Initially, we note that Paris failed to raise his compulsory process claim below. Paris filed a pretrial motion objecting to the introduction of DePalm's statements on various grounds, including the claim that admission of the statements would violate the Confrontation Clause because DePalm's assertion of the privilege did not render him "unavailable." Paris never argued, however, that DePalm's exercise of his privilege against self-incrimination was invalid or that his unavailability would violate Paris's right to compulsory process. When no objection has been made, we review a challenge on appeal under the "plain error" standard. United States v. Bustillo, 789 F.2d 1364, 1367 (9th Cir. 1986). Reversal for plain error occurs only in the exceptional situation where it appears necessary to prevent a miscarriage of justice or to preserve the integrity and reputation of the judicial process. Id.
2. Validity of DePalm's Fifth Amendment Privilege
To assert the privilege against self-incrimination, the claimant must be "confronted by substantial and 'real,' and not merely trifling or imaginary, hazards of incrimination." United States v. Apfelbaum, 445 U.S. 115, 128, 100 S. Ct. 948, 956, 63 L. Ed. 2d 250 (1980) (quoting Marchetti v. United States, 390 U.S. 39, 53, 88 S. Ct. 697, 705, 19 L. Ed. 2d 889 (1968)). Prior to trial, DePalm pleaded guilty to possession with intent to distribute, and the government promised to dismiss the conspiracy charge. He had not, however, been sentenced. A convicted but unsentenced defendant retains his Fifth Amendment rights.1 United States v. Miller, 771 F.2d 1219, 1235 (9th Cir. 1985); United States v. Trejo-Zambrano, 582 F.2d 460, 464 (9th Cir.), cert. denied, 439 U.S. 1005, 99 S. Ct. 618, 58 L. Ed. 2d 682 (1978). The trial court did not err in allowing DePalm to rely on the privilege.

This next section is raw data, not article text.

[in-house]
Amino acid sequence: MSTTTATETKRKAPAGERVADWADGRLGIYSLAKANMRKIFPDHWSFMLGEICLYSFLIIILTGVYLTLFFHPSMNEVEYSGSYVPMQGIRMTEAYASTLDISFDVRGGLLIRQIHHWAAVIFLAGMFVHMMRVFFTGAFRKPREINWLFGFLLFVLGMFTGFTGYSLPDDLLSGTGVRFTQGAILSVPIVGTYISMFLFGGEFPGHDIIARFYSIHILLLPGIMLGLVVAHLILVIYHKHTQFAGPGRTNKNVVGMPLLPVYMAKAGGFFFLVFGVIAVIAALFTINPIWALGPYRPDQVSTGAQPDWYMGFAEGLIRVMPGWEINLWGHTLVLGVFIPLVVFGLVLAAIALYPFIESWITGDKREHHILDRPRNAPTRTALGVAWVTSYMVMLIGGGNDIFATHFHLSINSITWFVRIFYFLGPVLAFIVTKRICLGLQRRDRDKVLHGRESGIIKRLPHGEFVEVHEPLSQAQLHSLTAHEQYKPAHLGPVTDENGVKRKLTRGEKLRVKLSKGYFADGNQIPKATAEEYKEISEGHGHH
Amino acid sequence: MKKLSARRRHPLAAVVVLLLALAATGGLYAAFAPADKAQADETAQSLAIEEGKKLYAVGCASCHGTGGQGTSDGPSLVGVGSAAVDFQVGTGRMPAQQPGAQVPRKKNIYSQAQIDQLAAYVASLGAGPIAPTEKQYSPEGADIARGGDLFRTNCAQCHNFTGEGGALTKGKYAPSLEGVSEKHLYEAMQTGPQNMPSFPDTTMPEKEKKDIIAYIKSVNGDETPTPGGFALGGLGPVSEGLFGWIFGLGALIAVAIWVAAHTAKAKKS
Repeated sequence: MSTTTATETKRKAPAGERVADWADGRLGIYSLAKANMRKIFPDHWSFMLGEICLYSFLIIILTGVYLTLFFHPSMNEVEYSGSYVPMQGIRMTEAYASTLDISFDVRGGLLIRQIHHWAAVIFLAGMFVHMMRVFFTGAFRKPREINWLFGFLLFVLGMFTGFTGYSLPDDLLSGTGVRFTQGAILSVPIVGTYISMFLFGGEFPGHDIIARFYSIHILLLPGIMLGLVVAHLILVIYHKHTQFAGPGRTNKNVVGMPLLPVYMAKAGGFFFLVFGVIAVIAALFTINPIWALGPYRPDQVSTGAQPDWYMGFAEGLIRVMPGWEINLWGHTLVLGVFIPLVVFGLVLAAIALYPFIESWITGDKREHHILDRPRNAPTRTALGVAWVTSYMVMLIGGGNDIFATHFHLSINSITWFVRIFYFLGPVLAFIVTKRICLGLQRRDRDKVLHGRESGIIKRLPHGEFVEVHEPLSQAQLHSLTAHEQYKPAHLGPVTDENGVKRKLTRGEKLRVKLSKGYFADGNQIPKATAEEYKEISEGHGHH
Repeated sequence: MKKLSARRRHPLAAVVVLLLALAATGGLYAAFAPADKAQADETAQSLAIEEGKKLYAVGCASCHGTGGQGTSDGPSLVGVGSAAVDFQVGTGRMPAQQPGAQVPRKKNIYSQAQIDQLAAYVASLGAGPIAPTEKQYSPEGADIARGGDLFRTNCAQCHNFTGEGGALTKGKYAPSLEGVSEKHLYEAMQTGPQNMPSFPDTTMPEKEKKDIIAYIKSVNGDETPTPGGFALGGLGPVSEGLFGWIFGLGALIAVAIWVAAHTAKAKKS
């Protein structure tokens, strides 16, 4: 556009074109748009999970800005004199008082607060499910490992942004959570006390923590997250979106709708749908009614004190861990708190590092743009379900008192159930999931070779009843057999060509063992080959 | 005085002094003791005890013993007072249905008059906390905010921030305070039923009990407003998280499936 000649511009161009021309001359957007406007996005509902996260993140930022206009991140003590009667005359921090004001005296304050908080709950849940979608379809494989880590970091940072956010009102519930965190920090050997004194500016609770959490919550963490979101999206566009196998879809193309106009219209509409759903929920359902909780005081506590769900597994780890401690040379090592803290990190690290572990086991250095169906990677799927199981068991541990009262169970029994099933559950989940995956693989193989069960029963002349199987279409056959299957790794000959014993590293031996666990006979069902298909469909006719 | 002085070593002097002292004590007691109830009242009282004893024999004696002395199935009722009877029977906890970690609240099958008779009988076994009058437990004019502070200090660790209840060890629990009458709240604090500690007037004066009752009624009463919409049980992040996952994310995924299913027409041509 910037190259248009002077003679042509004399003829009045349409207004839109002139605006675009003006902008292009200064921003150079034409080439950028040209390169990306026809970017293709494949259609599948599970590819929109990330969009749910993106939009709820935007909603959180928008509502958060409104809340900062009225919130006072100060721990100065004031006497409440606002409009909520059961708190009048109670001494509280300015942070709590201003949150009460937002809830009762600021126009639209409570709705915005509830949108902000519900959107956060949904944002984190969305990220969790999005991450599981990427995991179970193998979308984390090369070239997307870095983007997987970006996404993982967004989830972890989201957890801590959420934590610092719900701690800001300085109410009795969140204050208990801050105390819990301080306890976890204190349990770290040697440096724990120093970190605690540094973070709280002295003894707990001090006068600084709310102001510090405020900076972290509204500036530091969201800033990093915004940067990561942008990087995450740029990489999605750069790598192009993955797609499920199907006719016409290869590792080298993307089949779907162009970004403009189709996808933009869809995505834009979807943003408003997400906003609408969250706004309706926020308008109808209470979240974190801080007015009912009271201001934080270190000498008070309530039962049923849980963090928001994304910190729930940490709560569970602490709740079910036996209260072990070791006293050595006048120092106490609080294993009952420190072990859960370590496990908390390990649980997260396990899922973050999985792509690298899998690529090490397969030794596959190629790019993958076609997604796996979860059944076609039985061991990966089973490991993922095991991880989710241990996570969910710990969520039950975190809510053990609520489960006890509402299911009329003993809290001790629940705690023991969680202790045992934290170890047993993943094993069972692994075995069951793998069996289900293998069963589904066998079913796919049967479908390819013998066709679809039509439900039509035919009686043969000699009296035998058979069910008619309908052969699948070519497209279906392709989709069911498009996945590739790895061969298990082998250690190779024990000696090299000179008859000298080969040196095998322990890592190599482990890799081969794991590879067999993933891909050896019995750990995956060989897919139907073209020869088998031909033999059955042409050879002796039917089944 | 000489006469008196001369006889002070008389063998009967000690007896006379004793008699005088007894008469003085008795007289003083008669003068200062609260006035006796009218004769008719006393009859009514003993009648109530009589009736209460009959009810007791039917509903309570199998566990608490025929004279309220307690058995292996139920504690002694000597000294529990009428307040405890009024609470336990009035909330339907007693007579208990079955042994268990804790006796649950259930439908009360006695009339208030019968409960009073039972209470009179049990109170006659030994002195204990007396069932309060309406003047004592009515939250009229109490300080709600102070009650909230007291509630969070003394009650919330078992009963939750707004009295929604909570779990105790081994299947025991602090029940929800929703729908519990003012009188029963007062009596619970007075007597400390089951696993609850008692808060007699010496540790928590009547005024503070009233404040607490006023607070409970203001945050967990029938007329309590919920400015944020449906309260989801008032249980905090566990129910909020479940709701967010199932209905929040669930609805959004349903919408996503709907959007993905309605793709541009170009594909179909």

To support his claim that his Sixth Amendment right to compulsory process overrides the valid assertion of the Fifth Amendment privilege, Paris argues that the trial judge should have required the government to grant immunity to DePalm, or should have granted a continuance until after DePalm's sentencing. We have held, however, that " [t]he Sixth Amendment right of an accused to compulsory process to secure the attendance of a witness does not include the right to compel the witness to waive his Fifth Amendment privilege. Nor is an accused entitled to compel a prosecutor to grant immunity to a potential defense witness to get him to testify." Trejo-Zambrano, 582 F.2d at 464 (citation omitted). We reject the argument that the trial court erred in failing to grant a continuance. To obtain a continuance a defendant must move for one. United States v. Steffen, 641 F.2d 591, 595 (8th Cir.), cert. denied, 452 U.S. 943, 101 S. Ct. 3091, 69 L. Ed. 2d 959 (1981). Paris did not do so, and the court's failure sua sponte to delay the trial was not plain error.2 Paris was not denied his Sixth Amendment right to compulsory process.
C. Admission of DePalm's Statements Under the Federal Rules
Paris next attacks the admission of DePalm's out-of-court statements on the ground that it was contrary to certain Rules of Evidence.